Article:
Sunday, March 25, 2012

Is college worth it?

Governments are big winners from college degrees

Politicians are always in favor of more education. The chart below explains why.  A college graduate pays more than twice as much income tax as a high school graduate,  while a professional degree holder is four times as valuable.

(Chart note: I'm counting social security taxes as well as federal and state income taxes )

Notice that while the states bear much of the burden of financing education, the big winner on tax day is the federal government. However, looking at income taxes captures only part of the additional tax revenues from the well educated. Higher earners spend more and buy bigger homes, so they pay more sales and property tax.

Taxes significantly reduce the return on education to students

While college graduates earn more than high school graduates, 36% of the college premium goes to the government in tax. This has to be paid before the student pays for the cost of the degree itself.

For people going on to grad school, 42% of the premium over a BA degree holder goes in tax.

When people in education and the media promote the benefits of a degree, they invariably ignore the fact that a significant fraction of those benefits disappears in tax. And much of the cost of that education has to be paid for out of after tax earnings, reducing the true benefits of college still further.

Relative to other business investments, educational investments are uniquely tax disadvantaged. If a self-employed person invests in a truck for their business, they can reclaim the capital costs of the vehicle out of before tax income. However the cost of investments in education and training have to be paid for out of after tax income.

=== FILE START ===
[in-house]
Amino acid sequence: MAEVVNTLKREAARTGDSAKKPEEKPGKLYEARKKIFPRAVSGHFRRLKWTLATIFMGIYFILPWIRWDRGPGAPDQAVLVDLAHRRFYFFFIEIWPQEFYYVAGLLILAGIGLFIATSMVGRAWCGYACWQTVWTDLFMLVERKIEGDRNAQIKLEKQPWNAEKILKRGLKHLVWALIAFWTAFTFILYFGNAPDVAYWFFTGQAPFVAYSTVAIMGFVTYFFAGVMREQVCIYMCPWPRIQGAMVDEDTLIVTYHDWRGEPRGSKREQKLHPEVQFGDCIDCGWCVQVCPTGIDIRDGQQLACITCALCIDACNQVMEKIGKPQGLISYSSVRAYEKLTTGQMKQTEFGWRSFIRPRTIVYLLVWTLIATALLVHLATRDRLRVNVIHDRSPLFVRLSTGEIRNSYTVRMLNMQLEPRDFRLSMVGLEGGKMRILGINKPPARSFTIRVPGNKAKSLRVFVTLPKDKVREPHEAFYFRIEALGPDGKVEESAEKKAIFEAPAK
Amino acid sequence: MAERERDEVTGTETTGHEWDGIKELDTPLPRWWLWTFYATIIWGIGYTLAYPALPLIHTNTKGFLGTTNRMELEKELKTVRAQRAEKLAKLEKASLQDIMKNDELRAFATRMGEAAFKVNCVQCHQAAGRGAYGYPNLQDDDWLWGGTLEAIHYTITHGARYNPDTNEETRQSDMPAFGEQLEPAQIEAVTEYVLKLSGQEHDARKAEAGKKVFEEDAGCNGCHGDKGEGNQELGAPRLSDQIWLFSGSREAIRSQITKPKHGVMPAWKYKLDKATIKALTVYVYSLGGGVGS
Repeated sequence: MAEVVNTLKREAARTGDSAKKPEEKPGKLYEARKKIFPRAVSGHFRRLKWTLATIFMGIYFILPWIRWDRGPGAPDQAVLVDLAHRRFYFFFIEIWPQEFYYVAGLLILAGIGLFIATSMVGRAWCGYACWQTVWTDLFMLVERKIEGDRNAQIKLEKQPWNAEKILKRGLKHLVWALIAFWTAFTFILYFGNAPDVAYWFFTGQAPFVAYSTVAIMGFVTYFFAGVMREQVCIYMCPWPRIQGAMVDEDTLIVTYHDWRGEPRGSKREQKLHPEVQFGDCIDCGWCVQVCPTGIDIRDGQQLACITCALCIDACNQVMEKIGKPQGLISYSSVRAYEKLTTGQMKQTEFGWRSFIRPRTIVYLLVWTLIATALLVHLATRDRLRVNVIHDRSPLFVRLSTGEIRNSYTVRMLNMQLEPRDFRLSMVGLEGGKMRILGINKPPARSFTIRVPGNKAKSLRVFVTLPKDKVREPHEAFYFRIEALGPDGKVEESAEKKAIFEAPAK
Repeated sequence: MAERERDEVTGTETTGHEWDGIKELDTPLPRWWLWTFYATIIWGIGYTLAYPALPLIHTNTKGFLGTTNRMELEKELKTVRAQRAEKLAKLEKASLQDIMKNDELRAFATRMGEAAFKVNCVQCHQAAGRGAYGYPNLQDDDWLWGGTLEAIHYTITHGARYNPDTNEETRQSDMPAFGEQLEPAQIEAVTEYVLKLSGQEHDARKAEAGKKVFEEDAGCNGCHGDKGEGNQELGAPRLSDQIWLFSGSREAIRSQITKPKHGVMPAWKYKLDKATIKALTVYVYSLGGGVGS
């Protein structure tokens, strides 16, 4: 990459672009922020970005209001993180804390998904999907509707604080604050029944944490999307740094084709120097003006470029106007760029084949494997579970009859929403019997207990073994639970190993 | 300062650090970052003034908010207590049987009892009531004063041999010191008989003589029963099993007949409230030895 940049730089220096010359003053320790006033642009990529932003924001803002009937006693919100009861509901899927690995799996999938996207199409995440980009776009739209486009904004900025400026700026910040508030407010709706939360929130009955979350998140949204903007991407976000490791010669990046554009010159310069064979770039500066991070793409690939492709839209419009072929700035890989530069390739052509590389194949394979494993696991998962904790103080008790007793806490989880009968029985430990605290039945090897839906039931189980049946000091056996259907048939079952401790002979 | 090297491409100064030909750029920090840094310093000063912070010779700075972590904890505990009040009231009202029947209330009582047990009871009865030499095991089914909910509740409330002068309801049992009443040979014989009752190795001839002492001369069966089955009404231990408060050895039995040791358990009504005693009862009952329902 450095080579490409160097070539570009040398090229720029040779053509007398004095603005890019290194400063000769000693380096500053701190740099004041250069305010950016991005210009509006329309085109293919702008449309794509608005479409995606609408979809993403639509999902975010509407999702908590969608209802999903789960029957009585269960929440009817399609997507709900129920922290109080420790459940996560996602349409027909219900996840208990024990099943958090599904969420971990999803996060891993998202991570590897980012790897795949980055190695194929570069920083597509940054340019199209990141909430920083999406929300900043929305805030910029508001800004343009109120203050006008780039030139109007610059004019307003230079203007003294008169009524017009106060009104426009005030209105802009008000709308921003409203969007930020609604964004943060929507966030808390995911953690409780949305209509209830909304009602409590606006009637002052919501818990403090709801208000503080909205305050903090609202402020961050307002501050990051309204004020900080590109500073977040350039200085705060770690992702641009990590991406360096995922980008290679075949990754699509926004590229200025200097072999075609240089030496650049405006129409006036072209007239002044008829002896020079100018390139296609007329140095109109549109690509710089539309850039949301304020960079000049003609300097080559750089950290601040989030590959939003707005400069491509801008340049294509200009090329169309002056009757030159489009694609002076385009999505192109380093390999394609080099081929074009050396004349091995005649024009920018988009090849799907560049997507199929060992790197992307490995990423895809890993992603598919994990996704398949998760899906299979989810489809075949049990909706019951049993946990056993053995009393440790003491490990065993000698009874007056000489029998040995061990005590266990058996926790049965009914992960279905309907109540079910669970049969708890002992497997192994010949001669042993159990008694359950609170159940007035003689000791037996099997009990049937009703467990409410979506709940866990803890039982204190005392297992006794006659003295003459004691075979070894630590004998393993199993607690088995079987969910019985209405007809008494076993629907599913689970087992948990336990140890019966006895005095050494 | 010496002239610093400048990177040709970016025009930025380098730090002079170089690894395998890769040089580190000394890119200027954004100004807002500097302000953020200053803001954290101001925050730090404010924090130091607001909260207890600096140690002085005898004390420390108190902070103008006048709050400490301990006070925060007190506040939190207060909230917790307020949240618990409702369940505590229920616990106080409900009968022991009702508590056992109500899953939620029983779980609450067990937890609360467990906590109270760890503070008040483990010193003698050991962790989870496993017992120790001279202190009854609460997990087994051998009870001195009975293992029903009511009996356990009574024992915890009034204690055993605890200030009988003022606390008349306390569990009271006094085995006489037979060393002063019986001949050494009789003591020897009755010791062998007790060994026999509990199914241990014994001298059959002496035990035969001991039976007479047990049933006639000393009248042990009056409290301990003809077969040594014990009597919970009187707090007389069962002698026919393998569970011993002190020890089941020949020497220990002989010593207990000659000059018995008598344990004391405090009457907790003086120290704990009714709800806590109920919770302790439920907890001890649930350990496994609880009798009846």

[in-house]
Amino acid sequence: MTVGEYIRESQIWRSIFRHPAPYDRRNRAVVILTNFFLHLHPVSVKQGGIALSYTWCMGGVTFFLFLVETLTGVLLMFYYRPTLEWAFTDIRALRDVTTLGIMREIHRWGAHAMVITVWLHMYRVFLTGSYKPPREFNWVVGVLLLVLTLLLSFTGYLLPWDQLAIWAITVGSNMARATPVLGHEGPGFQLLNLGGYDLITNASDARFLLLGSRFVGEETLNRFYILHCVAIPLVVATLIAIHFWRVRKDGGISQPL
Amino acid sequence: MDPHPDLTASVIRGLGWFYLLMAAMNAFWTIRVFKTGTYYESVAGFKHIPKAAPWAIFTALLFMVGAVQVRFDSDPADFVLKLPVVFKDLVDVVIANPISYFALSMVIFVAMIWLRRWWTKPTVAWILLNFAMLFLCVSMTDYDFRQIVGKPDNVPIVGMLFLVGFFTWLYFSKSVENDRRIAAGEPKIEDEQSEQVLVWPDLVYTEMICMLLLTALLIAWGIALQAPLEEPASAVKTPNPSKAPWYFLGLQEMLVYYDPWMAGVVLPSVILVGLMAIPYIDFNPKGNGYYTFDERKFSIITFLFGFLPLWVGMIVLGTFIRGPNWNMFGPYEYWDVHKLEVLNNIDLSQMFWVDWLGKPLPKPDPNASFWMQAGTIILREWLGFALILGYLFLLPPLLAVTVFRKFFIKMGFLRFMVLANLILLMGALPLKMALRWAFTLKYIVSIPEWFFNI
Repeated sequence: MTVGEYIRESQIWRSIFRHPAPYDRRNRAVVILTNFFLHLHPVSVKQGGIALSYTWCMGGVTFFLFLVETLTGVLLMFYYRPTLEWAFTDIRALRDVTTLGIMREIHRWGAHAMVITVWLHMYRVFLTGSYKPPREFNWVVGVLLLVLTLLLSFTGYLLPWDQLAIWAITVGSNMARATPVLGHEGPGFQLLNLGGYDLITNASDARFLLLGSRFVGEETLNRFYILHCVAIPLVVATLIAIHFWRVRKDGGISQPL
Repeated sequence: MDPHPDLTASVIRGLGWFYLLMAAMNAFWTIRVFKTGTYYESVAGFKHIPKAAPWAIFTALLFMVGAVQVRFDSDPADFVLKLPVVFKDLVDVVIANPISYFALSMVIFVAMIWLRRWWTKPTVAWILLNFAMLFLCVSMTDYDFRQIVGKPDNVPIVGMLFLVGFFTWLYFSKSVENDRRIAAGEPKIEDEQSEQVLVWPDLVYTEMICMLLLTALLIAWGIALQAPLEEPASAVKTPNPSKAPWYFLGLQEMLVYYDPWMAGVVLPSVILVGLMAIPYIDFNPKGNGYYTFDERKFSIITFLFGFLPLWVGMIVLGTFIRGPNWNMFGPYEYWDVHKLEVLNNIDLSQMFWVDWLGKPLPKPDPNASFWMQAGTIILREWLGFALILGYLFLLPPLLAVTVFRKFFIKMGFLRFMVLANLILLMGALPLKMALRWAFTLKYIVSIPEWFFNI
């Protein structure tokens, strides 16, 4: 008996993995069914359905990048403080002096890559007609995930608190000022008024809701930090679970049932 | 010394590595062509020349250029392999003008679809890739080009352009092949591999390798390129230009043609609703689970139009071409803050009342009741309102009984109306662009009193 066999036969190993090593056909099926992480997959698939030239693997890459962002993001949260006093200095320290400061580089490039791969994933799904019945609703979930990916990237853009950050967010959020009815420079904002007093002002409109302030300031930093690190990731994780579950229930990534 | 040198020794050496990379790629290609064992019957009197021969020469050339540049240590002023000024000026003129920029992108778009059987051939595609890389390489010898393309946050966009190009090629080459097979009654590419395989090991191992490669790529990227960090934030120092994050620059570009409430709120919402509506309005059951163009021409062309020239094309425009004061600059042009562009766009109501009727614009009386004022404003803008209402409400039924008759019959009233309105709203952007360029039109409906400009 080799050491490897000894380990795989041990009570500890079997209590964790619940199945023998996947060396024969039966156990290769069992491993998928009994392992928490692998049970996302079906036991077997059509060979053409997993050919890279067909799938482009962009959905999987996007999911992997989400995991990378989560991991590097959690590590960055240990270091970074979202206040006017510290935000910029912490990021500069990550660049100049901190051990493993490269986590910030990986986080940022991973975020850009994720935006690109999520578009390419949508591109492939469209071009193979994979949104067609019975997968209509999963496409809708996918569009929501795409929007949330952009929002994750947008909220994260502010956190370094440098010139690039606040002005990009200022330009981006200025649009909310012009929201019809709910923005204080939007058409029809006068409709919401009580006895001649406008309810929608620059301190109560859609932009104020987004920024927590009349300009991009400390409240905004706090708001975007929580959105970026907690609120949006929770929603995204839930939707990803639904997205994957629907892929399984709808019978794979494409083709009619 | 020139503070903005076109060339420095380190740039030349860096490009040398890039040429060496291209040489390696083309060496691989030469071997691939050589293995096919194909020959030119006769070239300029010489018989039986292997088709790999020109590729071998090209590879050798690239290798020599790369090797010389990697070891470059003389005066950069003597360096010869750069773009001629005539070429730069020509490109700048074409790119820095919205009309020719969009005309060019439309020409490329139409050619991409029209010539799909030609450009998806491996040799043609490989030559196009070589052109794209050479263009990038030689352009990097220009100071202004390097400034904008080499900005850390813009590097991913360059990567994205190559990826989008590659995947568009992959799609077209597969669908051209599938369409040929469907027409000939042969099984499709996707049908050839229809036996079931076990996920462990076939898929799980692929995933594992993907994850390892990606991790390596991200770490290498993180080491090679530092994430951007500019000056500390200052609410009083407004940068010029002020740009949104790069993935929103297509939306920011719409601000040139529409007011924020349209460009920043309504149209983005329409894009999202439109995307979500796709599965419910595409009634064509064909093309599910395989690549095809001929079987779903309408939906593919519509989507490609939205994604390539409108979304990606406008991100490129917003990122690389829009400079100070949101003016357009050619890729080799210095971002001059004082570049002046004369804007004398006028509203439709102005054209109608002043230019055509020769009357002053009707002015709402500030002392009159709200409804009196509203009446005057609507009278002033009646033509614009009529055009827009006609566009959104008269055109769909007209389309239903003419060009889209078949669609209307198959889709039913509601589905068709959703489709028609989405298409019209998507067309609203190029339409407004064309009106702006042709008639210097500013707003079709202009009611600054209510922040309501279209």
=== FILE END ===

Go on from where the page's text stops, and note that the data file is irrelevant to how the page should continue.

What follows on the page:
Government loses when students can't afford college

For every student who doesn't graduate college due to financial reasons, the Federal government will lose up to $6000/year in tax revenue, or up to $240,000 over a working life. For a government who is currently able to borrow extremely cheaply, this is a tremendous missed opportunity. There are powerful social justice arguments for making it possible for people from all social backgrounds to attend college. Even when those are ignored, the prospect for higher future tax revenues justifies financial aid to students who otherwise can't afford college. This is true as long as the students in question are likely to graduate. Government should avoid giving financial aid to students who lack the aptitude for academic work.

This study provides evidence that many academically gifted students from poor families do not complete college. Of students who scored highly on math tests, only 29% achieved a college degree if their family was poor.  High scoring students from wealthy families achieved degrees at a 74% rate.

Further reading:
Reproduction of privilege
Pell grants cover fewer costs
Statistics from the College Board


  1. The difference is that those organizations that lobby for protections of rights and social justices that are in place or should be in place are not motivated by greed. The heavy hitters on the right commit fraud by influencing lawmakers through political donations, promises of lucrative board positions and outright bribery. Congress is never truly in session any more. Our elected representatives have become lazy and corrupt. Recent tax policy is a good example. Most are wealthy and subsequently vote for bills that are crafted to benefit the rich. No more inheritance tax and unjust tax rate for capital gains with glaring loopholes. Insider trading is rampant among our elected officials. The more money you make the more disposable income you have. This is the reasoning behind placing a higher tax burden on those that can afford it (along with the fact that in most cases use of public infrastructure and
    marketing the masses enabled their wealth).

  2. 'The more money you make the more disposable income you have.'

    That's not necessarily true if student loan repayments are eating up your income. Of course, if the government funded higher education, then it would be perfectly fair to reclaim that through higher income taxes on graduates.